Directed by: Genndy Tartakovsky.
Written by: Robert Smigel & Adam Sandler.
Starring: Adam Sandler (Dracula), Andy Samberg (Jonathan), Selena Gomez (Mavis), Kevin James (Frankenstein), Steve Buscemi (Wayne), David Spade (Griffin), Keegan-Michael Key (Murray), Asher Blinkoff (Dennis), Sadie Sandler (Winnie), Fran Drescher (Eunice), Molly Shannon (Wanda), Megan Mullally (Grandma Linda), Nick Offerman (Grandpa Mike), Dana Carvey (Dana), Rob Riggle (Bela), Mel Brooks (Vlad), Jonny Solomon (Blobby), Chris Kattan (Kakie).
The knock on Adam Sandler for a while now is basically that he’s lazy – that he churns out basically the same thing time after time, and most of the time he doesn’t even appear like he’s trying. Hotel Transylvania 2 will hardly change people’s mind on that – it is very similar to the first film, and in fact similar to Grown Ups as well – as Sandler assembles his buddies (in this case Kevin James, Steve Buscemi and David Spade among others) and although they are monsters, they are basically bored suburban dads who have been tamed by years of marriage and child rearing, who just want a little chance to break free. Because this is an animated film aimed at children, it also includes a message about inclusion – and accepting who you are, and not trying to force others to be something they are not. All pretty standard stuff for an animated film – and executed well enough that my 4 year old daughter seemed to enjoy the 90 minute runtime well enough (even if she grew a little restless once we were out of popcorn). Hotel Transylvania 2 was made because the first film made money – and even if no one particularly liked it, that means a sequel was necessary – and no one seems to particularly like this one either, but it hit that box office sweet spot – long enough after Minions that parents are looking for something to take their kids to, and yet far enough before Peanuts or The Good Dinosaur that they may not want to wait for them. Watching the film is hardly a painful experience – it moves quickly, has a few moderately funny jokes, and isn’t as headache inducing as many animated films that assault the viewing with a non-stop barrage of color and action. But that’s hardly a recommendation, is it?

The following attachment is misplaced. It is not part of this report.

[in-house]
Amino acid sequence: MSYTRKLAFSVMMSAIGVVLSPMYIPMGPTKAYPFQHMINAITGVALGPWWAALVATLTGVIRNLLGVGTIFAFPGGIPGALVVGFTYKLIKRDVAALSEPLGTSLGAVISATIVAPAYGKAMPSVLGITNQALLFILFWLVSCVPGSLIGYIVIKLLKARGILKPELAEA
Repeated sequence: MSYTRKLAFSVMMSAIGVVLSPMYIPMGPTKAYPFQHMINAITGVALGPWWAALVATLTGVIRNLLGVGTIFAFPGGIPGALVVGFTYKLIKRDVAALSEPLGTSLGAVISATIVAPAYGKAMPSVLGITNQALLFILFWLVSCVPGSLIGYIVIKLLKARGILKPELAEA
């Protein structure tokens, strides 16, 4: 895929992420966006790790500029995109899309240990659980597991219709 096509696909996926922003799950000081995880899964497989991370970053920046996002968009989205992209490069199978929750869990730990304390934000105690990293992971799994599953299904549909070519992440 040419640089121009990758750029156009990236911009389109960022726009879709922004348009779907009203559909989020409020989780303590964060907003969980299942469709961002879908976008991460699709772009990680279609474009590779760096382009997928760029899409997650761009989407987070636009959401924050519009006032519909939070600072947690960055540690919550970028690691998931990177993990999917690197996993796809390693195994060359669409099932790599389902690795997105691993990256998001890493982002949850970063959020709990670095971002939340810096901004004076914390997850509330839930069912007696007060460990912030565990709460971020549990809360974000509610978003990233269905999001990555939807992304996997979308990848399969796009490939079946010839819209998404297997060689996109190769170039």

Last time you might recall that Dracula (Sandler) was raising his daughter, Mavis (Selena Gomez) by himself at his monster only hotel, when a human, Jonathan (Andy Sandberg) inexplicably found the place – and Mavis and he ended up falling in love, much to Dracula’s chagrin, although eventually he came to terms with it. The plot of the second movie is that Mavis’ son Dennis is approaching his fifth birthday – and if his vampire fangs don’t come by then, they won’t come in at all – a real risk because he’s half human (apparently this is a world not unlike the Muppets, where in A Muppet Christmas Carol all of Kermit and Piggy’s boy kids were frogs, and all the girls were pigs – Dennis will either be a human or a vampire, not half and half, like Blade). Mavis thinks that Dennis may be better off being raised near Jonathan’s parents – in Santa Cruz – rather than Transylvania, if he is human that is. So Dracula conspires with Jonathan – who doesn’t want to leave – to get Mavis out of the way for a little while, so he and his buddies can find ways to bring out Dennis’ inner monster, one way or another.
Part of the problem with Hotel Transylvania 2 is that many of the jokes are essentially the same as the first film – where the idea was that it would hilarious to see all these monsters as just regular guys (and other than Selena Gomez, they’re all guys – and Gomez is stuck in the same role women in Sandler movies always seem to get stuck with – that is to be the stick-in-the-mud that ruins the guys fun). There are moments that work – I’m still a sucker for Steve Buscemi, and like his vocal work as a werewolf with hundreds of kids, who seems completely miserable, all the time). But those moments are too few and far between – as we spend too much time on too many uninspired and repeated gags that don’t much work, before ending with an action sequence that seems out of place with the rest of the film.
For its target audience, Hotel Transylvania 2 gets the job done – but not much else. When my daughter and I left some other movies, she cannot stop talking about them – when we left this one and I asked if she liked it, she said yes, and that was about it. She had fun watching the movie – but then again, 4 years olds seem to have fun watching just about anything animated (unless it involves a witch, which is the only thing my daughter seems to be afraid of – none of the monsters here seemed to scare her). The film is what it is – a fairly lazy and generic, but not completely painful animated kid’s movie – a way to bridge the gap between the animated hits of the summer, and the (hopefully superior) animated hits of American Thanksgiving/Christmas.